“Think systems.” With this statement, Dr. David Cross challenged an auditorium full of child welfare workers in Lima, Peru. This core commitment of the Karyn Purvis Institute of Child Development (TCU) echoes an emphasis in Kids Alive International’s expanding model of care to deliver God’s whole love to children and families. Both KPICD and KAI have realized that influencing systems represents a significant contribution to lasting change in a child’s world. Read More
Child Protection represents a sacred trust in the Kingdom of God. At the Crossroads of the Kingdom, every single one of us must answer to the all-or-nothing blessing or curse that Jesus spoke over responses to a child:
“And whoever receives one such child in My name receives Me; but whoever causes one of these little ones who believe in Me to stumble, it would be better for him to have a heavy millstone hung around his neck, and to be drowned in the depth of the sea. Woe . . .” (Matt 18:5–7). Read More
The expansion underway of Kids Alive’s model of care demonstrates God’s whole (perfect) love which “casts out fear” (1 John 4:18). The mention of family to a vulnerable child can at once provide comfort or trigger fear. Thus, a model of care developed for the whole child must embrace family. Family represents a child’s story. These stories twist and turn with complexity, at some points anchored by connection to a trustworthy family member, and at other points trembling from neglect, abuse, or abandonment. Some children live in the reality but without knowing the details of past chapters to their stories. Kids Alive seeks to piece together a child’s past with the beginning of a new chapter marked by peace. Family strengthening represents a significant development in the global strategy of Kids Alive International, one which has just begun. Read More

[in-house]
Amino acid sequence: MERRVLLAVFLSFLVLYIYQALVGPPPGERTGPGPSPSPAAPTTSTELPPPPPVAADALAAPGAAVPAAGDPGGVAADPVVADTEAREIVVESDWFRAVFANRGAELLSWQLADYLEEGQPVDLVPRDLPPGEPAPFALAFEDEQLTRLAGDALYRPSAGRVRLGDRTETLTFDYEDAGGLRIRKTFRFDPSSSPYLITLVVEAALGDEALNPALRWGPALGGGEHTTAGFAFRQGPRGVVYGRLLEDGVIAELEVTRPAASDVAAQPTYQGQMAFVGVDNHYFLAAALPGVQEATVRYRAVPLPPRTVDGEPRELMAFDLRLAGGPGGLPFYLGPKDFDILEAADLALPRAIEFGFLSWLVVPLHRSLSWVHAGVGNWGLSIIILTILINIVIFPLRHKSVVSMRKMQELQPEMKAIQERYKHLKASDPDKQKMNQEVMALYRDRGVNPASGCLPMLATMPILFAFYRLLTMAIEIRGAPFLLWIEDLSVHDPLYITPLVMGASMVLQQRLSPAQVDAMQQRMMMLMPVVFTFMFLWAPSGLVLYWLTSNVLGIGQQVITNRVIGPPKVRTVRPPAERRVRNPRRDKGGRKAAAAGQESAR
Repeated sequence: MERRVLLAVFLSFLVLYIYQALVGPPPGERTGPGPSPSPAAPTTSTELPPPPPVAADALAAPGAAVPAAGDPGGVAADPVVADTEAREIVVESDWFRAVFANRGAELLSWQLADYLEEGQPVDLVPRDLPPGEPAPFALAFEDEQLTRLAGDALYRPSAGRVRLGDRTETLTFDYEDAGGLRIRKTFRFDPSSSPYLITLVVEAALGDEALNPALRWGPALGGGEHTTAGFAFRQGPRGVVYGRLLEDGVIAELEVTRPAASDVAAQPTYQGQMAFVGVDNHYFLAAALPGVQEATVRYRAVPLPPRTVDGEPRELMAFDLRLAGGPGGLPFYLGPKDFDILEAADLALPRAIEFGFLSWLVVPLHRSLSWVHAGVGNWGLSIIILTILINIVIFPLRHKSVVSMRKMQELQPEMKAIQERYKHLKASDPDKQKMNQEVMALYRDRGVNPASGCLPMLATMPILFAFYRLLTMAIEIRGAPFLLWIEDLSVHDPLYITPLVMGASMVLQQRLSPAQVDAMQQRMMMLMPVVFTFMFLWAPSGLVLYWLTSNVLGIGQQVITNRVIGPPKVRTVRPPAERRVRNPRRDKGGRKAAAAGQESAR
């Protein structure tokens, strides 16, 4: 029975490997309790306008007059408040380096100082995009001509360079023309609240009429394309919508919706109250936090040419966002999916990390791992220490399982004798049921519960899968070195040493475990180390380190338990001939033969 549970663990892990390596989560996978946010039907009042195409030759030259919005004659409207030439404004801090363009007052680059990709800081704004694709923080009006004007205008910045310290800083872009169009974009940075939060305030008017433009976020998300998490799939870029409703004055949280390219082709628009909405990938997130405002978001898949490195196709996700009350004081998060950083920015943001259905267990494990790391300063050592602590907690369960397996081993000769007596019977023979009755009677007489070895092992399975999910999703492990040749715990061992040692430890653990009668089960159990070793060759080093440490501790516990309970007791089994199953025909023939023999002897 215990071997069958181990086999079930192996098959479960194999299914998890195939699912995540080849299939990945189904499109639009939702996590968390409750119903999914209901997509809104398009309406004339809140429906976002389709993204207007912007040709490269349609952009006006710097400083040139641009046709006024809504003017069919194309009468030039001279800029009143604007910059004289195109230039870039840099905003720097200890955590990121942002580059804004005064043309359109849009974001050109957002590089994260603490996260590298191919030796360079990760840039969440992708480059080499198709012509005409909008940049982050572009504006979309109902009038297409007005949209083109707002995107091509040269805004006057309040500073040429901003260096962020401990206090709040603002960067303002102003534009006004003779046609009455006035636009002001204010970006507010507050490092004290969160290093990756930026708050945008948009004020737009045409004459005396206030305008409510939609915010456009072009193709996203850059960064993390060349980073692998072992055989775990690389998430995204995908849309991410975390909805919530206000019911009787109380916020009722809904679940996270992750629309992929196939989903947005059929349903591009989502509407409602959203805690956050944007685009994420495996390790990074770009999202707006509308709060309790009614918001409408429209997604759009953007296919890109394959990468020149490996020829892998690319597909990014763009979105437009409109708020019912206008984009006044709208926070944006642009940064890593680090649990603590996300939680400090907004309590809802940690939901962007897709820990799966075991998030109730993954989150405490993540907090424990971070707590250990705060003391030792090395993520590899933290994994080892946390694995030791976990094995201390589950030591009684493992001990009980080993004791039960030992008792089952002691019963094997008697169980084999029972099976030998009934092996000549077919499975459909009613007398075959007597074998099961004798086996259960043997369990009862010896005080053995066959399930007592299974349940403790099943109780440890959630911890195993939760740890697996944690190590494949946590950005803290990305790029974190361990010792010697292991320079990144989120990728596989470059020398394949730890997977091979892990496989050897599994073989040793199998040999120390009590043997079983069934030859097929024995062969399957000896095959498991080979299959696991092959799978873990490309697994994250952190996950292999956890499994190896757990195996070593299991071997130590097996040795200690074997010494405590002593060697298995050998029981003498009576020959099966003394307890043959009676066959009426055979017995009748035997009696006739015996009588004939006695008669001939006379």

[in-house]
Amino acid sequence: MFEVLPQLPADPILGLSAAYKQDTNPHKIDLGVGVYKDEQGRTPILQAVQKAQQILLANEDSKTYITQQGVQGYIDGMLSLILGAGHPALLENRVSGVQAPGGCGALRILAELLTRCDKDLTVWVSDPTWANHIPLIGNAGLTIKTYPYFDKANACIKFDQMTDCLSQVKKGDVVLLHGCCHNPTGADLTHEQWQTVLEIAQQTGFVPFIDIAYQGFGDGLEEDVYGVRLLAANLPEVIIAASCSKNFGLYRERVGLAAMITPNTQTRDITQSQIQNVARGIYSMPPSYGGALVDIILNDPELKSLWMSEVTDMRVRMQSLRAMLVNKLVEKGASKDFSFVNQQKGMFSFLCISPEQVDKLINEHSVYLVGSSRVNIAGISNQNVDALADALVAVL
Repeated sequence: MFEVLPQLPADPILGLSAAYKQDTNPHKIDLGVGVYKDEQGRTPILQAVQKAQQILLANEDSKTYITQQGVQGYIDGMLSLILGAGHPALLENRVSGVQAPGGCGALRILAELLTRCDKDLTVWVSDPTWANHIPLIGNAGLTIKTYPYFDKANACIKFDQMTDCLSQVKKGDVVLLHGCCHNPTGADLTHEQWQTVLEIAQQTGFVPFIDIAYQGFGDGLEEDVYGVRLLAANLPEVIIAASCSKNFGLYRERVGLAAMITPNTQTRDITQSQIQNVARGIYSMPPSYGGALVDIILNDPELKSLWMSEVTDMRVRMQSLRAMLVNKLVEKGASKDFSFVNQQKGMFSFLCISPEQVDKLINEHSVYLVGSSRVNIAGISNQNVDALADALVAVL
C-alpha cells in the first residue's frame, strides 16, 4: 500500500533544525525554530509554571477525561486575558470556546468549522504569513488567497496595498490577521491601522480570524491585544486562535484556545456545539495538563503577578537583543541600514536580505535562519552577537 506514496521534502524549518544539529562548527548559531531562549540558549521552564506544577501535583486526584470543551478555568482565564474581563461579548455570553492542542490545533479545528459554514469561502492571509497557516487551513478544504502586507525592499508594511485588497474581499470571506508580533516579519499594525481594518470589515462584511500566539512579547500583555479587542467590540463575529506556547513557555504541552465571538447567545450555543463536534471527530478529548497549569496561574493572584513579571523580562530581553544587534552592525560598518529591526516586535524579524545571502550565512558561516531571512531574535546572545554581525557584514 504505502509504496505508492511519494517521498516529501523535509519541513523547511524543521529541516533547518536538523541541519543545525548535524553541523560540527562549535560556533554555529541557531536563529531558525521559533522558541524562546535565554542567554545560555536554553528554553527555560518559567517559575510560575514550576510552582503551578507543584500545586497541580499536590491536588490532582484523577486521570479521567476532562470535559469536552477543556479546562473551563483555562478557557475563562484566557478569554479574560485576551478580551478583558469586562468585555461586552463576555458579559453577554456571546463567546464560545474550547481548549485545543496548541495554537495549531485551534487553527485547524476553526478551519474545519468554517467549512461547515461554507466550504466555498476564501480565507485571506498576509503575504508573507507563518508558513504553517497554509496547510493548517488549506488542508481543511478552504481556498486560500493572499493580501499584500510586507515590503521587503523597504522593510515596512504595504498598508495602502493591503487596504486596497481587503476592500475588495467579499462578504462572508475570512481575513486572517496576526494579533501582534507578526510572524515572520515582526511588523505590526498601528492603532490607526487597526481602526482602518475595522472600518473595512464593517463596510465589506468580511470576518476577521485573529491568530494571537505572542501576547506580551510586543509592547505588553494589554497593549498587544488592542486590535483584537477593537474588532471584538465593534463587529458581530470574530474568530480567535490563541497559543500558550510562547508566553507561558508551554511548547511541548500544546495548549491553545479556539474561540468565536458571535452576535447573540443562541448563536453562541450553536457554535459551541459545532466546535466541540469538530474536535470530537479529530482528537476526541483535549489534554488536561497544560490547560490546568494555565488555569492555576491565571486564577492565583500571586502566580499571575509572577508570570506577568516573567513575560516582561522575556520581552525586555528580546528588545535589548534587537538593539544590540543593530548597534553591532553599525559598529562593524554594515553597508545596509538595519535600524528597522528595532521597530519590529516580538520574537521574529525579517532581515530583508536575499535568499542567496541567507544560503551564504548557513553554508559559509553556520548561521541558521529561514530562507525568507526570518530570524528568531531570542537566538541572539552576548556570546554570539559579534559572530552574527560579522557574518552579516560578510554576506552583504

Kids Alive’s model of care continues to expand to reflect more of God’s whole (perfect) love which “casts out fear” (1 John 4:18). Trauma in a child’s life instills fear and harms physical, emotional, spiritual, mental, and relational development. A model of care built for bringing whole love to the whole child must reach into these areas of child development. Read More
Bound from a base and for a destiny
We close our time in Peru with the Apostle John’s concluding response to Revelation of Jesus Christ and promise of His coming (Rev 22:20):
“Amen. Come, Lord Jesus.”
Convergence. For our family this concept testifies how life and calling meet together as marked by God’s fingerprints. While transition brings much vulnerability, God’s kindness remains a constant in our lives. We give thanks for His victory that makes it possible in the whirlwind of transition to both stand firmly in one place while stepping forward to a new place.
Memory is an amazing function of the human brain. Its capacity to enrich life abounds. Tragically, in a fallen world, the memory of past trauma haunts and hurts survivors as lasting evidence of the enemy’s aim to steal, kill, and destroy. Yet the redemption and renewal of the mind in the New Creation opens the door to new memories and healing from past trauma. Research indicates that new pathways in the brain connected to new behaviors require hundreds of repetitions. One leader shared at our missionary retreat in January that doing so in the context of play drastically reduces the number of repetitions required to take on these positive changes. Simply put, the natural play of children reminds us as older children that play plays a critical role in healing and the renewal of our minds. We already have some very special playful memories to share with you from the first two months of 2019!